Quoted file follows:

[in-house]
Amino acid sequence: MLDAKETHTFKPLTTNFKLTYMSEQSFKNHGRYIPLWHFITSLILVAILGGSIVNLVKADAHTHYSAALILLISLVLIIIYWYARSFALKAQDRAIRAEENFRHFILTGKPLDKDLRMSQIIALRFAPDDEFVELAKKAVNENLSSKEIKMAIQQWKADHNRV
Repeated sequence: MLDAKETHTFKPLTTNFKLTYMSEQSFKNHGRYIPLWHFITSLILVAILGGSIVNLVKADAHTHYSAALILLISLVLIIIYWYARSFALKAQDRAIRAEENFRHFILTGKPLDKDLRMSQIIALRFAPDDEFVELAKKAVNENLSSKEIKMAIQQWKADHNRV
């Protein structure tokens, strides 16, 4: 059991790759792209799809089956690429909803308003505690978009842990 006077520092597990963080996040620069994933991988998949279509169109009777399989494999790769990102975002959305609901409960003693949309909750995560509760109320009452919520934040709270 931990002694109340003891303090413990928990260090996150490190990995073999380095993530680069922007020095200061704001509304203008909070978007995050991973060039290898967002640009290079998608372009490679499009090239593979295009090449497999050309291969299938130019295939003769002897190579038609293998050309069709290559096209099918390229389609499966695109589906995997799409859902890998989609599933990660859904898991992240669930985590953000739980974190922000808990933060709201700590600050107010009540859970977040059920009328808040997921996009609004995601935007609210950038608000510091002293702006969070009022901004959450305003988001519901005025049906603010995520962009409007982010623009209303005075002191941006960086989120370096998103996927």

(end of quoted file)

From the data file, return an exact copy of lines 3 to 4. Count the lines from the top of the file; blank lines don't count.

Repeated sequence: MLDAKETHTFKPLTTNFKLTYMSEQSFKNHGRYIPLWHFITSLILVAILGGSIVNLVKADAHTHYSAALILLISLVLIIIYWYARSFALKAQDRAIRAEENFRHFILTGKPLDKDLRMSQIIALRFAPDDEFVELAKKAVNENLSSKEIKMAIQQWKADHNRV
């Protein structure tokens, strides 16, 4: 059991790759792209799809089956690429909803308003505690978009842990 006077520092597990963080996040620069994933991988998949279509169109009777399989494999790769990102975002959305609901409960003693949309909750995560509760109320009452919520934040709270 931990002694109340003891303090413990928990260090996150490190990995073999380095993530680069922007020095200061704001509304203008909070978007995050991973060039290898967002640009290079998608372009490679499009090239593979295009090449497999050309291969299938130019295939003769002897190579038609293998050309069709290559096209099918390229389609499966695109589906995997799409859902890998989609599933990660859904898991992240669930985590953000739980974190922000808990933060709201700590600050107010009540859970977040059920009328808040997921996009609004995601935007609210950038608000510091002293702006969070009022901004959450305003988001519901005025049906603010995520962009409007982010623009209303005075002191941006960086989120370096998103996927």